Building a Butterfly Garden Part II

There are two types if plants that attract butterflies. They are 1) a nectar source for the butterfly, and 2) a food source for the larvae to feed on. The more you have of each, the better your chances are of attracting a wide variety of butterflies to your garden. You should also include a variety butterfly6[1].jpgof plants that have different bloom periods to extend the season of bloom. Butterflies in general like plants that have large or flat flower clusters. Remember not to use insecticides on your garden! (For obvious reasons) Photo at left: Monarch an a Yarrow plant

Tip: Try keeping a butterfly journal. Keep a record of what kinds of butterflies visit your garden, and their favorite plants. Which flowers attract the most variety of butterflies? What time of day do most of them come to your garden? This would make a great 4 H project!


Shrubs Viburnum, Chokeberry, Lilac, Spirea, Butterfly bush, Spirea, Mock orange, Red leafed cherry, Potentilla (yellow), Weigela

Annuals Ageratum, Nasturtium, Salvia, Petunia, Snapdragon, Alyssum.

Perennials (some of my favorites, there are more): Columbine (below right), Black-eyed Susan, Purple Coneflower, Liatris, Joe-Pye weed, Milkweed (below left), Sedum (tall varieties), Shasta daisy, Yarrow, Fall-blooming butterfly1[1].jpgAster, Butterfly weed, Daylily, Scabiosa.

Click here to view part I of this post


Building a Butterfly Garden

Building a Butterfly Garden: First Things First!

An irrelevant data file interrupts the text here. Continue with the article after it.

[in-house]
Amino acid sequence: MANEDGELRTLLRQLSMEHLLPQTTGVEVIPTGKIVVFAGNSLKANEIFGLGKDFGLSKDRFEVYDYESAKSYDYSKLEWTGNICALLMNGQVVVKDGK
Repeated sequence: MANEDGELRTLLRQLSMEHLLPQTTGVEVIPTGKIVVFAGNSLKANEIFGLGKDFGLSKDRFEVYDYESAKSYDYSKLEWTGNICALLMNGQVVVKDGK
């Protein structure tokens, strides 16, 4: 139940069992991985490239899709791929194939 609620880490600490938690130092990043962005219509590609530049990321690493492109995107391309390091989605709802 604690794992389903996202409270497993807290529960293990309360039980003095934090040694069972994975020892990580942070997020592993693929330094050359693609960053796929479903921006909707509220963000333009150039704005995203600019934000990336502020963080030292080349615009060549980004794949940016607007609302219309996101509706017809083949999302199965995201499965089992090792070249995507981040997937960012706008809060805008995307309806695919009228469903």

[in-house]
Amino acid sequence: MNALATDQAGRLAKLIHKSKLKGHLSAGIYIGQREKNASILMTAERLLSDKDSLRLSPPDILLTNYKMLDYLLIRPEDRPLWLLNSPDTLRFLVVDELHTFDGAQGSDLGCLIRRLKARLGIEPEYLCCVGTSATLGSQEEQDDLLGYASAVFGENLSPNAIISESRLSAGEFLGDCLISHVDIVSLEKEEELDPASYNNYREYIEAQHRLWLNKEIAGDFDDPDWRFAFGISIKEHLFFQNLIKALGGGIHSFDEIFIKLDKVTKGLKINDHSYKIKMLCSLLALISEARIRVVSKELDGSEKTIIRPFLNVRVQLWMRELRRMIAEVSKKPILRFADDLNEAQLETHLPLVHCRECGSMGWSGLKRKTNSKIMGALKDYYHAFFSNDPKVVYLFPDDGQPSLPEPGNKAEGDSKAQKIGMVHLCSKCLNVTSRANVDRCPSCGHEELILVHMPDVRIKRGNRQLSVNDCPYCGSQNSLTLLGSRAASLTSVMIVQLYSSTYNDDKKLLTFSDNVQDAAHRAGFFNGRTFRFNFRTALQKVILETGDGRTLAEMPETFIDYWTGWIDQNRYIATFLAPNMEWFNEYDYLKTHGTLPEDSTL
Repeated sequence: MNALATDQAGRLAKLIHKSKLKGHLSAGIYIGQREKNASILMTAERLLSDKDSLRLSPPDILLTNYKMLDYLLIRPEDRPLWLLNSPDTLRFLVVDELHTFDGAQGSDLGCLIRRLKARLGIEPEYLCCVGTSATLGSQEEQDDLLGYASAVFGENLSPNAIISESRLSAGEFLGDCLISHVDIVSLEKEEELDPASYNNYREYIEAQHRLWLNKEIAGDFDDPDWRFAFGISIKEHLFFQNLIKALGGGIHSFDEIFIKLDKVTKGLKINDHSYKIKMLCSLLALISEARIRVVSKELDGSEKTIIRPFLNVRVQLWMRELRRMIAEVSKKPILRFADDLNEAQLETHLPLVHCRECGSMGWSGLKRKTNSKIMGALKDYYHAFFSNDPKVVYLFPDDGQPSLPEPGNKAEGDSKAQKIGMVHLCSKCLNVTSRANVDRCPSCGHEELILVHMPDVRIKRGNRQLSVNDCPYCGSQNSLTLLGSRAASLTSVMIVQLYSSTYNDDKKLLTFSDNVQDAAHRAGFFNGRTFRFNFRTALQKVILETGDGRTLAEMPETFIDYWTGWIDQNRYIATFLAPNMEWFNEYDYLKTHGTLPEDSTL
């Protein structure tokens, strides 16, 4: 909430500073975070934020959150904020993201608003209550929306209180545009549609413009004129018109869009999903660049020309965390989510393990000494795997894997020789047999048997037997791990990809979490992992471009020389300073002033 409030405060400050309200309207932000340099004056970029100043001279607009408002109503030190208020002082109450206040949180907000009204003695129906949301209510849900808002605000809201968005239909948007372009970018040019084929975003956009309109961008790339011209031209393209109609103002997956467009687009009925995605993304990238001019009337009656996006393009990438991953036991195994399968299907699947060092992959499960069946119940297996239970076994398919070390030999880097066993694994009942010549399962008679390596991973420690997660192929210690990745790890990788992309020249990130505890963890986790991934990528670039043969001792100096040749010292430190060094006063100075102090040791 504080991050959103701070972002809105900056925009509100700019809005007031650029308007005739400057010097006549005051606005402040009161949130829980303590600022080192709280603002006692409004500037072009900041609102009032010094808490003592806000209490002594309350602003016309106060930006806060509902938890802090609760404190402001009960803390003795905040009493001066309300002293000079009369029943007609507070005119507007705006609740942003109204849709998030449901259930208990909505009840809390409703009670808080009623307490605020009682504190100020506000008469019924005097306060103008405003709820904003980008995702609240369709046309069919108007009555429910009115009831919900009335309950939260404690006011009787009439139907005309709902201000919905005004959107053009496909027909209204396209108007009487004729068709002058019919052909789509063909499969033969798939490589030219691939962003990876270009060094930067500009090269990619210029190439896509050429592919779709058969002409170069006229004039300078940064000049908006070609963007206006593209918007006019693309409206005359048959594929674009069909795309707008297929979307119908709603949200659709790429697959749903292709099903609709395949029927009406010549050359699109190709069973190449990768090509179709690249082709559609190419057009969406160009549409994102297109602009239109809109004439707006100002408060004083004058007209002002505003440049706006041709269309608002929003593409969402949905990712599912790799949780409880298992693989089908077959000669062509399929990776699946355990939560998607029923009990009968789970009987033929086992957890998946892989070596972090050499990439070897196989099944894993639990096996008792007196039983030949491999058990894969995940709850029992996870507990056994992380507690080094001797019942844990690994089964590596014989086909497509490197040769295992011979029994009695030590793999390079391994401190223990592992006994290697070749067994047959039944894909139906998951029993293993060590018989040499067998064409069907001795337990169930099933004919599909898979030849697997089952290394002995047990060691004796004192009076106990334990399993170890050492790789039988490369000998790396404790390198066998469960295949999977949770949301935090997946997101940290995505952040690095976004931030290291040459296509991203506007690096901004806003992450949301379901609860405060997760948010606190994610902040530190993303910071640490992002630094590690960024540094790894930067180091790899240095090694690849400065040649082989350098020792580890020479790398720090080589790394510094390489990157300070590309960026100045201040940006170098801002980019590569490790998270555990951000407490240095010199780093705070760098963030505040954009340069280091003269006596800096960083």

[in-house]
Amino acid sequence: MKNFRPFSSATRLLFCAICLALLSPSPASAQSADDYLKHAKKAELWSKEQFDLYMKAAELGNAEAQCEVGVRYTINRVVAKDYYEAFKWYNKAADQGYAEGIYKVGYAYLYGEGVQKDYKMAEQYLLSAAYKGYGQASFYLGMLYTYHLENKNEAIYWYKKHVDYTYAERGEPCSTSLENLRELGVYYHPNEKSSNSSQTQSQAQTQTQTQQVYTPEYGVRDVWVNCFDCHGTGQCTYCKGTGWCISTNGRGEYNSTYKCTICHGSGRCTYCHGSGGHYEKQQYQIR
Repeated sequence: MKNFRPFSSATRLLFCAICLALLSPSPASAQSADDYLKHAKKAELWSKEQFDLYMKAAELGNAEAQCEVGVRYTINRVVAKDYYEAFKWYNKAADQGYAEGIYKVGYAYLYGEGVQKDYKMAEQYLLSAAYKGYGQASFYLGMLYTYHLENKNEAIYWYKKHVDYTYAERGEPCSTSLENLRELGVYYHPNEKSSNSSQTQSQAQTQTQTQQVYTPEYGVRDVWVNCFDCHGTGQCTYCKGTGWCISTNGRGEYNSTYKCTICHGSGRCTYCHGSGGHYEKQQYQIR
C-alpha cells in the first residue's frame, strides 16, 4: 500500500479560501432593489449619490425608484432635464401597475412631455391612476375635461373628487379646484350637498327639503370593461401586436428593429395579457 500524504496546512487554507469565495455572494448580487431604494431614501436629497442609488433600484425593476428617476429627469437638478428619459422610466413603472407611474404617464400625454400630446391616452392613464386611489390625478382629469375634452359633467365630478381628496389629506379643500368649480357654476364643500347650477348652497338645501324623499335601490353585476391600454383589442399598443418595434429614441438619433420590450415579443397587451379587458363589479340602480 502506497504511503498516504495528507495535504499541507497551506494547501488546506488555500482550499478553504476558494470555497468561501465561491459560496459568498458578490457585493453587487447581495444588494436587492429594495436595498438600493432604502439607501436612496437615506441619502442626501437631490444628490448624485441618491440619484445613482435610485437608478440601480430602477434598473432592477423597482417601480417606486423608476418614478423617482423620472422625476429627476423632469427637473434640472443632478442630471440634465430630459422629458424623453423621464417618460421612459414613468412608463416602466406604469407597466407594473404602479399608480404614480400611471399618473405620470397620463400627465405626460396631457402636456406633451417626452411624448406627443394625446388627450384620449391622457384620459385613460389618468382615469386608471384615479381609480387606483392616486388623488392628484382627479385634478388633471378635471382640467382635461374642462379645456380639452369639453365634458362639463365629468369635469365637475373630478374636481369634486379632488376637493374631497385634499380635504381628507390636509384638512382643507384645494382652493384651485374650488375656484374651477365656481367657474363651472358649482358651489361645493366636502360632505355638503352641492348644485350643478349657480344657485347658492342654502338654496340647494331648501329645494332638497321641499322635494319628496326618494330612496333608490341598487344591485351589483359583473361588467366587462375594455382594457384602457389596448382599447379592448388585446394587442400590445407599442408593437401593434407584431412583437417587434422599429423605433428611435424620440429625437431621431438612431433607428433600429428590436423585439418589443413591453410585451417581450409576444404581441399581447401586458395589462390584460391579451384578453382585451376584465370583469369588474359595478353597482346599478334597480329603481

Along with the increased interest in the use of native plants for landscaping, butterfly watching has come right alongside it and has become a popular pastime. By choosing the right plants, anyone can create a butterfly garden, whether it be in a space as small as an apartment window box or a large garden that will attract a wide variety of butterflies. (Among other friendly creatures!)

Before planting the garden it is best to educate yourself about the life cycle of the butterfly, the conditions it likes best, the food that it likes and the best location for your garden.

Life cycle Butterflies go through 3 life stages (egg, caterpillar, and cocoon) before they reach the 4th, or adult stage. monarc1[1].jpg Eggs are usually laid on the host ( food source) plant and will hatch in as little as a few days or as long as 2-3 weeks. The larvae (see Monarch larvae at left) hatches out of the egg and begins to feed on the host plant. The larvae (caterpillar) will continue to feed on the host plant, shedding its skin as it grows to full size. When full size is reached, it begins to pupate, or form a cocoon. It may hang by what appears to be a small thread, or it can attach itself to a small branch or leaf.monarch_pupa[1].jpg

Location It is best to select a sunny location with well drained soil that will support a variety of plants. It also gives an opportunity for the butterflies to sun themselves. Try to keep it out of the wind. Find some large stones or a flat-shaped fieldstone boulder (you may need help getting it there!) that will provide a good basking spot, and will also hold heat when it starts to cool down later in the day. If you can, provide a water source for them. Something as simple as moist earth or a mud puddle works great. You can buy a piece of drip irrigation line and attach it to your hose to keep the ground moist with a slow dripping action.


Look for our next post to see a list of the plants you can use to create a your own butterfly garden!